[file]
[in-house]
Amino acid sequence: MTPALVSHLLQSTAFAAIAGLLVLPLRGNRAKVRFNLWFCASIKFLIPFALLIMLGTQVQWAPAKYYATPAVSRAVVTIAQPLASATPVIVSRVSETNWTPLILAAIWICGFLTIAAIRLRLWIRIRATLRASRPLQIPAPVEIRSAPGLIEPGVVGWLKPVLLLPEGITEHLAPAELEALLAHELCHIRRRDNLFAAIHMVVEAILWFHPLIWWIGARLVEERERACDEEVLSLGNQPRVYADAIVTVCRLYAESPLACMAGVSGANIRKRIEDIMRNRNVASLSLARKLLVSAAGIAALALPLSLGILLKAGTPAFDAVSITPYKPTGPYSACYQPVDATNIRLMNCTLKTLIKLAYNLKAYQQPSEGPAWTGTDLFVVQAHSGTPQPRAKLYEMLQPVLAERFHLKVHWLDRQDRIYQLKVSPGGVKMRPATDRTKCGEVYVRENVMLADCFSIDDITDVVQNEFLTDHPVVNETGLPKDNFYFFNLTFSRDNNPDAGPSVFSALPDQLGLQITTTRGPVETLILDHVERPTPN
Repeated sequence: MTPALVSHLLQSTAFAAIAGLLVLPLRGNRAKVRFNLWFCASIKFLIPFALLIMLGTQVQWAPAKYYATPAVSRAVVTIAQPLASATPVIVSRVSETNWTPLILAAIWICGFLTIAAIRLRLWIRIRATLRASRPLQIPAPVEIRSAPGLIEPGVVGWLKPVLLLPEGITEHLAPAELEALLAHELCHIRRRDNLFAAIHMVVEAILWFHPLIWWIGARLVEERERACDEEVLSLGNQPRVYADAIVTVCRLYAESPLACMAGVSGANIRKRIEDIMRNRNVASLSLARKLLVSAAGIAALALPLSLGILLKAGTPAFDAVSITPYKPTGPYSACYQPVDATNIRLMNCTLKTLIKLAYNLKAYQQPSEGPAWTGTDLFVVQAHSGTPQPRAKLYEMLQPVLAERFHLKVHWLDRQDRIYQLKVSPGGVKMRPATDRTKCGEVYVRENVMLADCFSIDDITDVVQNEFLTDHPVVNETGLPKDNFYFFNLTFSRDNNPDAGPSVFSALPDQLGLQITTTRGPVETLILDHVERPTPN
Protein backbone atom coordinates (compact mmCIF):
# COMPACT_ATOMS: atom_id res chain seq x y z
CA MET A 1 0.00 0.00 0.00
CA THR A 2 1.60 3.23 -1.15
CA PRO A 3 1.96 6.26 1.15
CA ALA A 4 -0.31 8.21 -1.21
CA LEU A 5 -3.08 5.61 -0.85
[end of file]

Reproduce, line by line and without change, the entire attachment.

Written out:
[in-house]
Amino acid sequence: MTPALVSHLLQSTAFAAIAGLLVLPLRGNRAKVRFNLWFCASIKFLIPFALLIMLGTQVQWAPAKYYATPAVSRAVVTIAQPLASATPVIVSRVSETNWTPLILAAIWICGFLTIAAIRLRLWIRIRATLRASRPLQIPAPVEIRSAPGLIEPGVVGWLKPVLLLPEGITEHLAPAELEALLAHELCHIRRRDNLFAAIHMVVEAILWFHPLIWWIGARLVEERERACDEEVLSLGNQPRVYADAIVTVCRLYAESPLACMAGVSGANIRKRIEDIMRNRNVASLSLARKLLVSAAGIAALALPLSLGILLKAGTPAFDAVSITPYKPTGPYSACYQPVDATNIRLMNCTLKTLIKLAYNLKAYQQPSEGPAWTGTDLFVVQAHSGTPQPRAKLYEMLQPVLAERFHLKVHWLDRQDRIYQLKVSPGGVKMRPATDRTKCGEVYVRENVMLADCFSIDDITDVVQNEFLTDHPVVNETGLPKDNFYFFNLTFSRDNNPDAGPSVFSALPDQLGLQITTTRGPVETLILDHVERPTPN
Repeated sequence: MTPALVSHLLQSTAFAAIAGLLVLPLRGNRAKVRFNLWFCASIKFLIPFALLIMLGTQVQWAPAKYYATPAVSRAVVTIAQPLASATPVIVSRVSETNWTPLILAAIWICGFLTIAAIRLRLWIRIRATLRASRPLQIPAPVEIRSAPGLIEPGVVGWLKPVLLLPEGITEHLAPAELEALLAHELCHIRRRDNLFAAIHMVVEAILWFHPLIWWIGARLVEERERACDEEVLSLGNQPRVYADAIVTVCRLYAESPLACMAGVSGANIRKRIEDIMRNRNVASLSLARKLLVSAAGIAALALPLSLGILLKAGTPAFDAVSITPYKPTGPYSACYQPVDATNIRLMNCTLKTLIKLAYNLKAYQQPSEGPAWTGTDLFVVQAHSGTPQPRAKLYEMLQPVLAERFHLKVHWLDRQDRIYQLKVSPGGVKMRPATDRTKCGEVYVRENVMLADCFSIDDITDVVQNEFLTDHPVVNETGLPKDNFYFFNLTFSRDNNPDAGPSVFSALPDQLGLQITTTRGPVETLILDHVERPTPN
Protein backbone atom coordinates (compact mmCIF):
# COMPACT_ATOMS: atom_id res chain seq x y z
CA MET A 1 0.00 0.00 0.00
CA THR A 2 1.60 3.23 -1.15
CA PRO A 3 1.96 6.26 1.15
CA ALA A 4 -0.31 8.21 -1.21
CA LEU A 5 -3.08 5.61 -0.85